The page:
Minnesota vs University of Massachusetts, UMASS, NCAA
Minnesota forward Ben Meyers (39) lifts the puck past UMass goaltender Matt Murray in overtime for the game-winning goal of an NCAA Tournament opening round matchup Friday, March 25, 2022, at the DCU Center in Worcester, Mass.
Contributed / University of Minnesota Athletics

In the NCAA playoffs, Meyers scored the overtime winner versus UMass in round one and set up two of his team’s three goals in a regional final win over Western Michigan, sending Minnesota back to the Frozen Four for the first time since 2014. In Boston the team went one-and-done, but Meyers was one of three finalists for the Hobey Baker Award before returning to his home state to field NHL contract offers.

Friday’s game was his first at Xcel Energy Center since the Class A Minnesota State Hockey Tournament opener in 2017, when Meyers’ and his second-seed Delano High School teammates were upset by Monticello in round one. This time, when he came out on the ice for warmups, a dozen former Gophers teammates were pressed up against the glass in the corner of the rink, cheering his every move.

Colorado’s playoff position was set, so the Avalanche rested several regulars and started Meyers at left wing. By contrast, it was a game that the Wild needed to win for home ice in the opening playoff round versus St. Louis, but even the Minnesotans who routinely cheer for the green and red team were hoping for a kind of split decision on the ice.

“It’s unbelievable. He deserves every second of it, but getting to watch him do his thing at the X, there’s nothing really better than that,” said Gophers forward Mason Nevers. “We’re hoping that the Wild can get one point to get home ice, but hopefully a Benny Meyers OT goal or something.”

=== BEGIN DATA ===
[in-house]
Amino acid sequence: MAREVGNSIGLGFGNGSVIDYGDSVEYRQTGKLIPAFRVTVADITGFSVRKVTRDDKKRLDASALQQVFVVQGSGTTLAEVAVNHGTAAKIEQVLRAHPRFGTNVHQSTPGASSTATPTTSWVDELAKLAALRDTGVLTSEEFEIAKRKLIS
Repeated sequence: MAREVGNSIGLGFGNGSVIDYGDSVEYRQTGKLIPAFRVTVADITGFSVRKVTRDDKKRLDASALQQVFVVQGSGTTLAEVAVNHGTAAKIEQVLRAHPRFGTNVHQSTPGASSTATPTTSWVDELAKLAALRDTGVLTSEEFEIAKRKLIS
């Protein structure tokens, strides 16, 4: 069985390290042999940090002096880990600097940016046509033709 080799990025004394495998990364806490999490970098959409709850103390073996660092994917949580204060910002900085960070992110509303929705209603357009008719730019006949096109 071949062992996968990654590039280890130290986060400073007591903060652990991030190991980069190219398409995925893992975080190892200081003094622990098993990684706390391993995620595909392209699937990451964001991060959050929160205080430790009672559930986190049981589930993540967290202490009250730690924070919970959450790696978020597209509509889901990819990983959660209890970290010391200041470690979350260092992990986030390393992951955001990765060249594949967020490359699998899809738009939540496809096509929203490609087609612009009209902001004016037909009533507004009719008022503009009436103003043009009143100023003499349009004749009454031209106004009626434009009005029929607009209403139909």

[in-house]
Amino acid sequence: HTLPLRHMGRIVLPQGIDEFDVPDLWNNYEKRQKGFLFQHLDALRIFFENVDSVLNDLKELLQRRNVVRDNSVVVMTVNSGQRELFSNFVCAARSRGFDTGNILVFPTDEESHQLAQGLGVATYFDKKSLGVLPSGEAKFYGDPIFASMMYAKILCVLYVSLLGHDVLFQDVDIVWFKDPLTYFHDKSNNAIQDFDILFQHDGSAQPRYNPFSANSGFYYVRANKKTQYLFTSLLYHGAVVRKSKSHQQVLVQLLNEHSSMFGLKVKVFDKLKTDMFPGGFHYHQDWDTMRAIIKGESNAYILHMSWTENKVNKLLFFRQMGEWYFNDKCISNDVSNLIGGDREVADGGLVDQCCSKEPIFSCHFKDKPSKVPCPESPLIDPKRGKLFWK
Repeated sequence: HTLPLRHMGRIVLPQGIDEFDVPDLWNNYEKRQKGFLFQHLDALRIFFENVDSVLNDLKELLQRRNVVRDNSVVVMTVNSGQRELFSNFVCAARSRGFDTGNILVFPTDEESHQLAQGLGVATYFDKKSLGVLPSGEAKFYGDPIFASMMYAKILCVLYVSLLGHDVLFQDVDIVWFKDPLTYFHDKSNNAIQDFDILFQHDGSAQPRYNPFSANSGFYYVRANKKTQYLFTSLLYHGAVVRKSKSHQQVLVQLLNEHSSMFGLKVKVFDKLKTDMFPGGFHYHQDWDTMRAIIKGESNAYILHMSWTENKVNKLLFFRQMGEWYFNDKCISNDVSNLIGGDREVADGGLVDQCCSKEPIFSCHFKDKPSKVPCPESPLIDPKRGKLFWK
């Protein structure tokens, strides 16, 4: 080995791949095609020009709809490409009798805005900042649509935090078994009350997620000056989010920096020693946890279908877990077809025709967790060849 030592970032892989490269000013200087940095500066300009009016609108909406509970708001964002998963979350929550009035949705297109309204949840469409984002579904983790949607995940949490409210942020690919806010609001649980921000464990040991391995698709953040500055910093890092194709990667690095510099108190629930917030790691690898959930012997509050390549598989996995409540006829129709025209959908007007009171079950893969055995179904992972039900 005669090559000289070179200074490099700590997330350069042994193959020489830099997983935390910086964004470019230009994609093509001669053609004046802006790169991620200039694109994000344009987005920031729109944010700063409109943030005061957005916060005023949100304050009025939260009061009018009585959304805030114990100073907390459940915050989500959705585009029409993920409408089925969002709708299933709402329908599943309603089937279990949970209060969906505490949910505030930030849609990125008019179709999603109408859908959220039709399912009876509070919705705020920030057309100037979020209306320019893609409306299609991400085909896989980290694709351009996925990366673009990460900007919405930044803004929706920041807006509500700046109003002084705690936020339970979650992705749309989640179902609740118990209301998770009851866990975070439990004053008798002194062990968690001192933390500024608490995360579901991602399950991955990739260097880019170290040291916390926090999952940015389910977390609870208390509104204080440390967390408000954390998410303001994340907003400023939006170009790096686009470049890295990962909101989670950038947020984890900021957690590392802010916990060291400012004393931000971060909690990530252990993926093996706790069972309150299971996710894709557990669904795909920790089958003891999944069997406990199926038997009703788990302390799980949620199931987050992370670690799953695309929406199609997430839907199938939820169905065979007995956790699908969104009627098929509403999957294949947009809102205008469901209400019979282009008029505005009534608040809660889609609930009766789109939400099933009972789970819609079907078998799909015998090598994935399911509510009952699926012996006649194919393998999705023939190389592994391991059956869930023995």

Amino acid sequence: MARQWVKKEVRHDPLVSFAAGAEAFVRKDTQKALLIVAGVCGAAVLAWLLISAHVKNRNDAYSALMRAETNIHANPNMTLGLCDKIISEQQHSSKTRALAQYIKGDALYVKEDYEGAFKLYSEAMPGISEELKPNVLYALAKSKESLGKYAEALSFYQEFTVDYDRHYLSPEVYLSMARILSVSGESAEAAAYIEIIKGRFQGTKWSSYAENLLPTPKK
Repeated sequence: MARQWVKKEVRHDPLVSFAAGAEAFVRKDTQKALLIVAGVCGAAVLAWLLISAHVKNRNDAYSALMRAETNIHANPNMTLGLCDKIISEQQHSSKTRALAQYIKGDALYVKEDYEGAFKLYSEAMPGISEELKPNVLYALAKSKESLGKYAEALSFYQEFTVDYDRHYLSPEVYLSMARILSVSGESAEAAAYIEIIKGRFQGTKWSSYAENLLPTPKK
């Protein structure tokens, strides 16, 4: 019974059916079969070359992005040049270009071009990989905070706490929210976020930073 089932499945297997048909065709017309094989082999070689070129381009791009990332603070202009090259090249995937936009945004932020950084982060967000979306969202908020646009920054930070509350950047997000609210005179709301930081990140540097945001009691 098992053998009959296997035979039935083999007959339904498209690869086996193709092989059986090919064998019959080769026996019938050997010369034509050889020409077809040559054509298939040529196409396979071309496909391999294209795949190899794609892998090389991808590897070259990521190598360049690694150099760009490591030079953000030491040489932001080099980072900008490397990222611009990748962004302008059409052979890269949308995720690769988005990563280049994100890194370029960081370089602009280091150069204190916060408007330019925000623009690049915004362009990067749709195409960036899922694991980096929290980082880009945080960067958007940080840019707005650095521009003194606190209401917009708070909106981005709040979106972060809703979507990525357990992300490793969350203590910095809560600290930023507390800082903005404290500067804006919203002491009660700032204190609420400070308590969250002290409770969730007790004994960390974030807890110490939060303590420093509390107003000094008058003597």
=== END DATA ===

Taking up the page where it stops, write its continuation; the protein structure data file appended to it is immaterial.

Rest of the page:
Alas, the on-ice heroics were not part of the script on this night. The Avalanche fell behind early. The Wild clinched home ice. Arena announcer Adam Abrams said Meyers’ name just twice – for the starting lineup, and when the rookie went to the penalty box to serve a five-minute major called on defenseman Kurtis MacDermid.

With those dark clouds in the past, Meyers got on a plane bound for Denver, where they average 245 sunny days per year. He said that has been the best part of his brief time in Colorado thus far – the weather. But his brief time back in Minnesota was pretty cool too.

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“Just to come into this building, being here before, and this is my hometown, so it’s definitely special,” Meyers said.

Jess Myers covers college hockey, as well as outdoors, general sports and travel, for The Rink Live and the Forum Communications family of publications. He came to FCC in 2018 after three decades of covering sports as a freelancer for a variety of publications, while working full time in politics and media relations. A native of Warroad, Minn. (the real Hockeytown USA), Myers has a degree in journalism/communications from the University of Minnesota Duluth. He lives in the Twin Cities. Contact Jess via email at, or find him on Twitter via @JessRMyers. English speaker.